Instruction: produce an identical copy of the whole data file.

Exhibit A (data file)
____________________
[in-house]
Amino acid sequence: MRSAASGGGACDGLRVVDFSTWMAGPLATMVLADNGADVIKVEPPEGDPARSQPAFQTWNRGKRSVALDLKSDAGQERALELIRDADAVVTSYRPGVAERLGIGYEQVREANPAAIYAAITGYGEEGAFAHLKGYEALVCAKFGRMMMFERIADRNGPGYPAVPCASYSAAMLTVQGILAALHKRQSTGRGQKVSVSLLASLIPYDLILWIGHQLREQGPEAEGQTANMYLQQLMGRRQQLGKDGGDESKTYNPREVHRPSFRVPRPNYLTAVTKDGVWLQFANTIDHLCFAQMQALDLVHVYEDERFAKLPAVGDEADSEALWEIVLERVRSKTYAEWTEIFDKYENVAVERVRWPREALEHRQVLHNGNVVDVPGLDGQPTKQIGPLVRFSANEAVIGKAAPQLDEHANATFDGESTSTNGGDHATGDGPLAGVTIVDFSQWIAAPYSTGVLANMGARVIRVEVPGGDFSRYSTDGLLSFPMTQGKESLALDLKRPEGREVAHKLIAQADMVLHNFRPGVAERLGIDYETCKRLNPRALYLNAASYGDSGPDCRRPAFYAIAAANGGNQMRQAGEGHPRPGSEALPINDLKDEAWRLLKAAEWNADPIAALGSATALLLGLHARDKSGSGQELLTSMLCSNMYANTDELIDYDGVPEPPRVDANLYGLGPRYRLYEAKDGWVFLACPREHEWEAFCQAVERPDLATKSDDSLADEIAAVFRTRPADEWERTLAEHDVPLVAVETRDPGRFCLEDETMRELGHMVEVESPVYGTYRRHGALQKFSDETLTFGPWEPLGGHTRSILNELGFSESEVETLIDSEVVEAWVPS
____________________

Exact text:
[in-house]
Amino acid sequence: MRSAASGGGACDGLRVVDFSTWMAGPLATMVLADNGADVIKVEPPEGDPARSQPAFQTWNRGKRSVALDLKSDAGQERALELIRDADAVVTSYRPGVAERLGIGYEQVREANPAAIYAAITGYGEEGAFAHLKGYEALVCAKFGRMMMFERIADRNGPGYPAVPCASYSAAMLTVQGILAALHKRQSTGRGQKVSVSLLASLIPYDLILWIGHQLREQGPEAEGQTANMYLQQLMGRRQQLGKDGGDESKTYNPREVHRPSFRVPRPNYLTAVTKDGVWLQFANTIDHLCFAQMQALDLVHVYEDERFAKLPAVGDEADSEALWEIVLERVRSKTYAEWTEIFDKYENVAVERVRWPREALEHRQVLHNGNVVDVPGLDGQPTKQIGPLVRFSANEAVIGKAAPQLDEHANATFDGESTSTNGGDHATGDGPLAGVTIVDFSQWIAAPYSTGVLANMGARVIRVEVPGGDFSRYSTDGLLSFPMTQGKESLALDLKRPEGREVAHKLIAQADMVLHNFRPGVAERLGIDYETCKRLNPRALYLNAASYGDSGPDCRRPAFYAIAAANGGNQMRQAGEGHPRPGSEALPINDLKDEAWRLLKAAEWNADPIAALGSATALLLGLHARDKSGSGQELLTSMLCSNMYANTDELIDYDGVPEPPRVDANLYGLGPRYRLYEAKDGWVFLACPREHEWEAFCQAVERPDLATKSDDSLADEIAAVFRTRPADEWERTLAEHDVPLVAVETRDPGRFCLEDETMRELGHMVEVESPVYGTYRRHGALQKFSDETLTFGPWEPLGGHTRSILNELGFSESEVETLIDSEVVEAWVPS